68. The facile answer to this question would be that Netanyahu, decided to use this term because  this was already being used by some Jewish historians. However, the writer suspects that the author had more than that in mind in making his terminological choice. A more likely explanation is that he felt uncomfortable to use a term which was used as an odious insult and sought a way around it. This hypothesis is based on  the helpful comments provided on this subject by Nadia Zeldes of the Hebrew University of Jerusalem. Another alternative and somewhat gentler explanation  of the origin and meaning of the term is that the term derived from the Spanish verb marrar whose meaning would fall within the parameters of what was then considered relatively more acceptable language or par for the course, in the context and the temper of the relevant historical times. For example, see: de Covarrubias, Horozco, Sebastian, Tesoro de la lengua castellana o Espanola,1611;online: http://fondosdigitales.us.es/fondos/libros/765/16/tesoro-de-la-lengua castellana-o- espanola  :cited  in Perez, Joseph, Los Judíos de España, Madrid: Marcial Pons, Ediciones de Historia,S.A. 2005.Perez wrote: "En 1611, el Tesoro de Covarrubias da la definición corriente de la voz marrano: "es el recién convertido al cristianismo y tenemos ruin concepto del por averse convertido fingidamente". A continuación, Covarrubias recoge una de las etimologías que se siguen proponiendo a veces: "los moros llaman al puerco de un año marrano, pudo ser que al nuevamente convertido, por esta razón y por no comer la carne del puerco, le llamasen marrano". Todavía hoy algunos autores se, atienen a esta etimología: la voz castellana marrano (puerco) vendría del árabe "moharannah" o "mahram" que significa impuro y sirve para calificar a los puercos. Es mucho más probable que marrano venga del verbo marrar, como lo señala el mismo Covarrubias: "marrar es fallar, vocablo antiguo castellano, del qual por ventura… vino el nombre de marrano del judío que nose convirtió llana ysimplemente".p.158; see also: Maeso, David Gonzalo, Sobre La Etimología de la Voz "Marrano" (Criptojudio), Sefarad, 15:2 (1955) pp.373-385. On this hypothesis, Corominas wrote: "Marrar es un alteración del antiguo marrir por lo influjo de errar…palabra de uso poco común en castellano clásico y moderno...(S. XVII…en el sentido de "desviar, desorientar; es en cambio frecuente en los bucólicos de la primera mitad del S.XVI con los acs.' faltar', "equivocar', 'no hacer bien', 'no lograr'".Her review of the word in languages and regional dialects of Spain between the12th and the 18th century did not disclose the suggested link between the verb and "marrano".Op.cit.2000, pp 860-862.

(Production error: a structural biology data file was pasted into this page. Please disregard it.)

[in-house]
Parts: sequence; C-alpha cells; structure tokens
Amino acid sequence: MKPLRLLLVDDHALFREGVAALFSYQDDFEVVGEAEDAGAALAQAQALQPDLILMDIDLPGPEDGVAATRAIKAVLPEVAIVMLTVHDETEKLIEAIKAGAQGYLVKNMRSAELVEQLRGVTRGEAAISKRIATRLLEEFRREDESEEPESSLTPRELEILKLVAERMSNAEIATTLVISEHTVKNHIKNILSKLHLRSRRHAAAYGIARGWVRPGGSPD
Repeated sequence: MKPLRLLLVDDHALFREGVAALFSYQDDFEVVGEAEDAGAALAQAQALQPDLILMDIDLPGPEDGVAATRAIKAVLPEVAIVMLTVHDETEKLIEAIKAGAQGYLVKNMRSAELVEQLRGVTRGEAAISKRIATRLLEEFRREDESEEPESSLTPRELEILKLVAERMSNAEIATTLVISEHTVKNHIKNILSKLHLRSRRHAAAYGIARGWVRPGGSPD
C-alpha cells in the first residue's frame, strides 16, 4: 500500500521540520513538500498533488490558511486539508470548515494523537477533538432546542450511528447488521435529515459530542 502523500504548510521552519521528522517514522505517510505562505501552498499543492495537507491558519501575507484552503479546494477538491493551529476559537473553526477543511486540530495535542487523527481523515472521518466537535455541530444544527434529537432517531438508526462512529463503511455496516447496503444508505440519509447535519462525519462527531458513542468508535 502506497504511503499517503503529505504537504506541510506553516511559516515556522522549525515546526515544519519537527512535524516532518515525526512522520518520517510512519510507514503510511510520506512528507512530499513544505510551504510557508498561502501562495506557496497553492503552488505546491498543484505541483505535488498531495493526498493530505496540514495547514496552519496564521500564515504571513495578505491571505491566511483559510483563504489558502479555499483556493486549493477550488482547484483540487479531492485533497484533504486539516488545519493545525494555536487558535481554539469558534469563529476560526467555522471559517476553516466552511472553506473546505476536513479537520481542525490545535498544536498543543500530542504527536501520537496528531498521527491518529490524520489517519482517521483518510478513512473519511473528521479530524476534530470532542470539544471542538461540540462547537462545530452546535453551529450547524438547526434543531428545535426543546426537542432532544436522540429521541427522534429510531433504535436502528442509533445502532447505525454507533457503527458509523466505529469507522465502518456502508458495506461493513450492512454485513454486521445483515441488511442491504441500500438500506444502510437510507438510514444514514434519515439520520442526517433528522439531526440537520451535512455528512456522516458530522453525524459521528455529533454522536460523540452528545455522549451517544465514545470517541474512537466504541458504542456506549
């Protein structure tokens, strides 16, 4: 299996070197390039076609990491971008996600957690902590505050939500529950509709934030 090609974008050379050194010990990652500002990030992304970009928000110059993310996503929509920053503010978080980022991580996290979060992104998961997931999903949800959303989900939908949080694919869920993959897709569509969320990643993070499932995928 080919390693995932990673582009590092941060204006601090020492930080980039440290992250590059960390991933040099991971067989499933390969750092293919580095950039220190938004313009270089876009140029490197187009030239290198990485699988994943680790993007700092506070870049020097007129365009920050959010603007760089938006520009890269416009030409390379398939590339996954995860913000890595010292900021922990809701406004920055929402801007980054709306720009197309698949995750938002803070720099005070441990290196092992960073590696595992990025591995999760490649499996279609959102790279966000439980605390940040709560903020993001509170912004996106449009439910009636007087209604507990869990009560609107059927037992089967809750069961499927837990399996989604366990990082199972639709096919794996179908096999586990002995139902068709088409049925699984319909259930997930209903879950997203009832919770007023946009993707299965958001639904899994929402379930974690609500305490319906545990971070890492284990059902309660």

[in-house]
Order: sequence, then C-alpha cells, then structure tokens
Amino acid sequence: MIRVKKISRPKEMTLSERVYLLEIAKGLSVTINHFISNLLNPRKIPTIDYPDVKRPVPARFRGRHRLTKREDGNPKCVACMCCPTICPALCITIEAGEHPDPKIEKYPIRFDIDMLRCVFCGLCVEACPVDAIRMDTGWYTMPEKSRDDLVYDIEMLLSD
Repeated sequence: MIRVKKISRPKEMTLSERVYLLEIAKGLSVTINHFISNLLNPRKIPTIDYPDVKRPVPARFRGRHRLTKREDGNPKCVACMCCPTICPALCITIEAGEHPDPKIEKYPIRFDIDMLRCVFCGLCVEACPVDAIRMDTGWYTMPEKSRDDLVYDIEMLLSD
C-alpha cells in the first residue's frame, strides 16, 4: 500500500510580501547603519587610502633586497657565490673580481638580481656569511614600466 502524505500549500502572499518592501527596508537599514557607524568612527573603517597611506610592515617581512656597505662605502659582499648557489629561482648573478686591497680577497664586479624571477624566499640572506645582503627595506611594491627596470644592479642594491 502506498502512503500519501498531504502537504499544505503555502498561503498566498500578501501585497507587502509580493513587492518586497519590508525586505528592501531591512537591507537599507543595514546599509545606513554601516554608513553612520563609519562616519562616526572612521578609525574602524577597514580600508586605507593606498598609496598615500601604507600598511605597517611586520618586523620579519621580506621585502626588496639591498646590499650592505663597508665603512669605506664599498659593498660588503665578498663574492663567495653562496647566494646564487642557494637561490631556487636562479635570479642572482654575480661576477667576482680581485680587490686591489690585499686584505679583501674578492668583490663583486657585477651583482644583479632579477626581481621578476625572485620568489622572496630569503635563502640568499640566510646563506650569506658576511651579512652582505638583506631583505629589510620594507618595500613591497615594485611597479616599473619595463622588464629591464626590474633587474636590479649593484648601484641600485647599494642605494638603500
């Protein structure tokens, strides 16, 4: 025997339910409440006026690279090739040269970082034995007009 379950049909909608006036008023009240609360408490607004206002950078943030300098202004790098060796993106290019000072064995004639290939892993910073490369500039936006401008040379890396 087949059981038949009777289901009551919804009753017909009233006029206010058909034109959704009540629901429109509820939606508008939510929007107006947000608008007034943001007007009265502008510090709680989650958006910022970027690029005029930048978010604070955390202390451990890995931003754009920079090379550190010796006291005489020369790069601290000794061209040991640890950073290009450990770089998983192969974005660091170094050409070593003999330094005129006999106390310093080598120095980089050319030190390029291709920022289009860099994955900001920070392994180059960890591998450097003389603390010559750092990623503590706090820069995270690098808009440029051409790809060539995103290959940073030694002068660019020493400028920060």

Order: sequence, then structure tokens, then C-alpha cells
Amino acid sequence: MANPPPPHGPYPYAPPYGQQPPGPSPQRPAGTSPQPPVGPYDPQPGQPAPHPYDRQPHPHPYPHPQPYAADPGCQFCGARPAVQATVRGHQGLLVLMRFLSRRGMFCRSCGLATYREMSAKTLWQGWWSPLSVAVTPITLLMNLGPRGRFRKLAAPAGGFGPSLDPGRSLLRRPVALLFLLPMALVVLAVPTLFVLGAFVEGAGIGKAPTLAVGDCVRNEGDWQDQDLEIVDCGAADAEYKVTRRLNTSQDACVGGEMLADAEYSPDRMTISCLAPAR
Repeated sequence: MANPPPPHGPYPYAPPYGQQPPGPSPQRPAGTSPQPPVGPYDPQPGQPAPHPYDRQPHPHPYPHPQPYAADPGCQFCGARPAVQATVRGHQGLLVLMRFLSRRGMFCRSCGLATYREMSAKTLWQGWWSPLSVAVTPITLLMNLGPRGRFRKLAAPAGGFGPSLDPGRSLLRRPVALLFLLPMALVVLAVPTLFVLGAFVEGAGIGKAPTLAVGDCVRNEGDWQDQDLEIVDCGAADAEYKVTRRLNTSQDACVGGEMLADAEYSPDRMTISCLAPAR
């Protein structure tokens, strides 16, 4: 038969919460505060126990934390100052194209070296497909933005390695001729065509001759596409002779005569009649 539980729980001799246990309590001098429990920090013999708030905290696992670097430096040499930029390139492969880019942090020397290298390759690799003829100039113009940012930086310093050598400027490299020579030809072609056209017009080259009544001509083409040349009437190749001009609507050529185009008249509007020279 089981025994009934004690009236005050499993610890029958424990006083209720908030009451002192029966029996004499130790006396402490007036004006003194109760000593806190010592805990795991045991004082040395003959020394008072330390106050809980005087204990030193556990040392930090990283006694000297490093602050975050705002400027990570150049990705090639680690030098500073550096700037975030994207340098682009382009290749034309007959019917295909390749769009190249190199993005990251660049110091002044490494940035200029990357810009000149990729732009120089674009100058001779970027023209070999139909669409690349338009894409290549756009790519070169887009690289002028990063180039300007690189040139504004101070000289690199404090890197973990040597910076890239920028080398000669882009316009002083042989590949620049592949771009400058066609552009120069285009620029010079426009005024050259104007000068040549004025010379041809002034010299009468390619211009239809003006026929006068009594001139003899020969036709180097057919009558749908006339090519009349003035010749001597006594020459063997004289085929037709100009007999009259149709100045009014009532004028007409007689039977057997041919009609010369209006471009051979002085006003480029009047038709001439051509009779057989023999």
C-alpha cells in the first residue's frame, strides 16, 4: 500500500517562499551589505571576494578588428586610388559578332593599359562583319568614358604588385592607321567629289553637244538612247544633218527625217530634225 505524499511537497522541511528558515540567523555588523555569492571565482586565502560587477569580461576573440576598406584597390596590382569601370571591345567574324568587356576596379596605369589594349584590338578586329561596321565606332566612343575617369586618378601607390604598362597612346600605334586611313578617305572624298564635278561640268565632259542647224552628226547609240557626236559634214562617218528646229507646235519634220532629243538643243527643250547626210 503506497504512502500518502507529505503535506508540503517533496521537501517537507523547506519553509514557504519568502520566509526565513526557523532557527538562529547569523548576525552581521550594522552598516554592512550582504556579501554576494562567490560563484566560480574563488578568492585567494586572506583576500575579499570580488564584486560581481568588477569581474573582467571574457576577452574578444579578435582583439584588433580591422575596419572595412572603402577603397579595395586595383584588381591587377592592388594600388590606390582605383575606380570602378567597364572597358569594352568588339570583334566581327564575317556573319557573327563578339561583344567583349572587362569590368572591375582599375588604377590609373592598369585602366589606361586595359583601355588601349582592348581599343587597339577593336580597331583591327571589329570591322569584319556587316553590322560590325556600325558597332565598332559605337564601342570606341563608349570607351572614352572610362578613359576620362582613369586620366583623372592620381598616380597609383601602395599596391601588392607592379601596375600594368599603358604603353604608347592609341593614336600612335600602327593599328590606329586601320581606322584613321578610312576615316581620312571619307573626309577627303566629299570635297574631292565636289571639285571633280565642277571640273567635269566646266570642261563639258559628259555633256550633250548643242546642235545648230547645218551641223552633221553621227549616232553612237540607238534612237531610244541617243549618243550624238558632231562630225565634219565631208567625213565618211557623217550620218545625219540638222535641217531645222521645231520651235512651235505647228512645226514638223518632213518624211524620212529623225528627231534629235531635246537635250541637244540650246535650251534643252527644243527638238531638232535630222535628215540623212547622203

69. Op.cit. Unless otherwise indicated, all the quotations from Yovel are from p.xvi under the heading "Note on Terminology".